Physics gives the answer in a flash

8 July 2004

Large wind turbines have a weakness - vulnerability to lightning strikes, particularly in storm-prone areas - that threatens to stall their international acceptance. The Ion Plasma Generator offers a solution.

As wind turbine technology advances and goes mainstream, it is critical that support technology such as lightning protection advance along with it. While system operators lived with blade vulnerability to strikes ten years ago, now they are less prepared to. Blades of 30 m and longer are common, and the cost of replacing them can exceed $100 000 (80 000 €) each.

Data collected from one winter season in Japan alone reveal losses of unacceptable proportions. In one season, at least 55 machines, at a wind farm in Honshu, had blades destroyed by lightning. The estimated one-year loss for those machines exceeded $5 500 000 (4 500 000 €), not including lost production, cleanup, and other secondary costs.

In at least one recorded case, a turbine blade was destroyed completely by lightning. Because the two remaining blades were still rotating, the resulting unbalance twisted the tower, resulting in a collapse of the monopole and a total loss of the wind turbine system, costing well over a million dollars (shown in photo above).

In another case, when lightning struck a wind turbine directly and started a fire, probably caused by a strong electromagnetic pulse common to positive strikes in that area, the entire wind turbine was destroyed, and the mounting monopole's strength may also be in question, a further significant loss.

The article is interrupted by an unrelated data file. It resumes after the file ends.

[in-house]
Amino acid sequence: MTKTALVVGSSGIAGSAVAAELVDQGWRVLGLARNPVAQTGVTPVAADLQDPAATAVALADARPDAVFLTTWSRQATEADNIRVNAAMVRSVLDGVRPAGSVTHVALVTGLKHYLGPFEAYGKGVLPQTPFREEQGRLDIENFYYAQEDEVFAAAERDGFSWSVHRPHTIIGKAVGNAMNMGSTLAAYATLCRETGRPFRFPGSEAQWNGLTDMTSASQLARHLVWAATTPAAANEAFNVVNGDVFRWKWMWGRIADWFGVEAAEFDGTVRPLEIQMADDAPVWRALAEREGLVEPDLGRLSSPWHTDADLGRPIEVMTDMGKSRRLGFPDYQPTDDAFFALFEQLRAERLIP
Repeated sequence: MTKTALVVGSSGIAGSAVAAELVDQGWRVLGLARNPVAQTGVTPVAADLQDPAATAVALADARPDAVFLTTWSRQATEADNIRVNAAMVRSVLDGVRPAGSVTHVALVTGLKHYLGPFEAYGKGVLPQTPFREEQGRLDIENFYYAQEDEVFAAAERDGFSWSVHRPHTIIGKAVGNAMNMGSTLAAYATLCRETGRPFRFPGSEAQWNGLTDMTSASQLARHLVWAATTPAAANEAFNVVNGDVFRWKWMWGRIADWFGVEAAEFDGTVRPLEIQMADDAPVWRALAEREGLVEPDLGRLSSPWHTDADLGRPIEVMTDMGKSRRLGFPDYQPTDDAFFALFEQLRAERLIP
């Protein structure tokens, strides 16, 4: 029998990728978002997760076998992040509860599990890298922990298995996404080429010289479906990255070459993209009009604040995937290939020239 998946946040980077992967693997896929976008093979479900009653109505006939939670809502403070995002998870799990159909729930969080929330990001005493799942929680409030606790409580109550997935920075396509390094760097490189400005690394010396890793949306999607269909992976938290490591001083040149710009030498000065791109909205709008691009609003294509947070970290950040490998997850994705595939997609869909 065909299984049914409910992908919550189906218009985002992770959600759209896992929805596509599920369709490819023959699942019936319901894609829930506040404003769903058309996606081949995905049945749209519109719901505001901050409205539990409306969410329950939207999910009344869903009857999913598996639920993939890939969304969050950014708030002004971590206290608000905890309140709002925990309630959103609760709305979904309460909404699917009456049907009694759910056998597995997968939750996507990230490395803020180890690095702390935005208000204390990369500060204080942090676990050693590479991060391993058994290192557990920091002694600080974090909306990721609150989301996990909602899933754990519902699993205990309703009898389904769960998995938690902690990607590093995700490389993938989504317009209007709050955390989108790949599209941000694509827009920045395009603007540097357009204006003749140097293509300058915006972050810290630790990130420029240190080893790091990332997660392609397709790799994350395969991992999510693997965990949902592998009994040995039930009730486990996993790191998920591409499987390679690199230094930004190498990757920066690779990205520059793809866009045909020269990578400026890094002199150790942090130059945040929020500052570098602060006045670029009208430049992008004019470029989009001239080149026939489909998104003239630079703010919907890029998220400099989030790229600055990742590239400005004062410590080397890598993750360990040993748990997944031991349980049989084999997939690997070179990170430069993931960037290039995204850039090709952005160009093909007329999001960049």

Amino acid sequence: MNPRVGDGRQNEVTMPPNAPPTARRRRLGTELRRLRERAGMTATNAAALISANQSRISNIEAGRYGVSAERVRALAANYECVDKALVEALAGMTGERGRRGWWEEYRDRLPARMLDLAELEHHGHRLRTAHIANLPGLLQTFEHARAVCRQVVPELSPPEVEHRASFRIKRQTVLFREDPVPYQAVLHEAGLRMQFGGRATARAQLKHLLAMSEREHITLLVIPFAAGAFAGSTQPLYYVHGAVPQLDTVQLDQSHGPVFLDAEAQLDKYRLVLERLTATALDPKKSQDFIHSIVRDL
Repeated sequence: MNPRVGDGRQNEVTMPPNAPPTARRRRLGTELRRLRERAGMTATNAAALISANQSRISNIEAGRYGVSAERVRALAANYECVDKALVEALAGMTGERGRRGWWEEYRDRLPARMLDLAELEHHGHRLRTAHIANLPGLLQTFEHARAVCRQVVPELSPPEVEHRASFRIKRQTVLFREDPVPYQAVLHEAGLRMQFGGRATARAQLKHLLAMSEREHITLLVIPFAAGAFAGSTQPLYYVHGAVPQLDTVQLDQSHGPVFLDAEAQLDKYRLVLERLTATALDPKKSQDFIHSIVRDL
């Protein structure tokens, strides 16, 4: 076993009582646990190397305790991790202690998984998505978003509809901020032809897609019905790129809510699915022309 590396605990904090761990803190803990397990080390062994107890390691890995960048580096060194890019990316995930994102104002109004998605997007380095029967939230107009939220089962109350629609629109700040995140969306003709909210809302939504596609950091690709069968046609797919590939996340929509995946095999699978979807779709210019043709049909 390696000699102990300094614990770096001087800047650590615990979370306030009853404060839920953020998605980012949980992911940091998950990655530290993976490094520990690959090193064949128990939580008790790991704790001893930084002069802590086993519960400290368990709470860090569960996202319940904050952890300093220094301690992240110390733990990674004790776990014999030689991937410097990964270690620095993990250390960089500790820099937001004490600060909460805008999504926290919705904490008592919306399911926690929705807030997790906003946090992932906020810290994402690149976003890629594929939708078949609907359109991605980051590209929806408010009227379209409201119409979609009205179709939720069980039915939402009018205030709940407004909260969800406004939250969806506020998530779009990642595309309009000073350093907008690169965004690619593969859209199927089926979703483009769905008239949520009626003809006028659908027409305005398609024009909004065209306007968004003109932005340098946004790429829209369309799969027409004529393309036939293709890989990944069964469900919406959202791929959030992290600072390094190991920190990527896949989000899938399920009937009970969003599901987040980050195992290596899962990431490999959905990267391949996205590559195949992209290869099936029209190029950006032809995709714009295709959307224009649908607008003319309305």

Without adequate lightning protection, the same loss of wind turbine equipment, generating capacity, staff resources and probable rise of insurance premiums could occur during the next storm season.

But wind turbines are one of the most challenging machines to protect from lightning because their most sensitive part is not only the most likely target but also the least likely to survive a strike. Since wind turbine blades are not electrical conductors, suppliers try to correct this by inserting conductive wire inside them to dissipate stray electrical energy. But blade failure occurs when the energy dissipated by inserted wire is not enough to handle lightning strikes or related phenomena.

Trying to build a better "lightning trap," lightning rod manufacturers developed a family of strike collectors called early streamer emitters (ESE's), based on the premise that the faster a streamer is generated, the greater the chance of collecting the incoming lightning leader. Unfortunately, ESE's fail to compete with the streamers emitted by turbine blades.

CIGRE states that it cannot support the use of any ESE's because "the theoretical basis for the early streamer emission technology appears technically incorrect." An ESE study authorised by the USA NFPA Lightning Committee (the Bryan Report) concluded that ESE's are no better than lightning rods. Further tests conducted by the New Mexico Institute of Technology in their mountain top lightning lab show that ESE's, in fact, are less effective than a common lightning rod.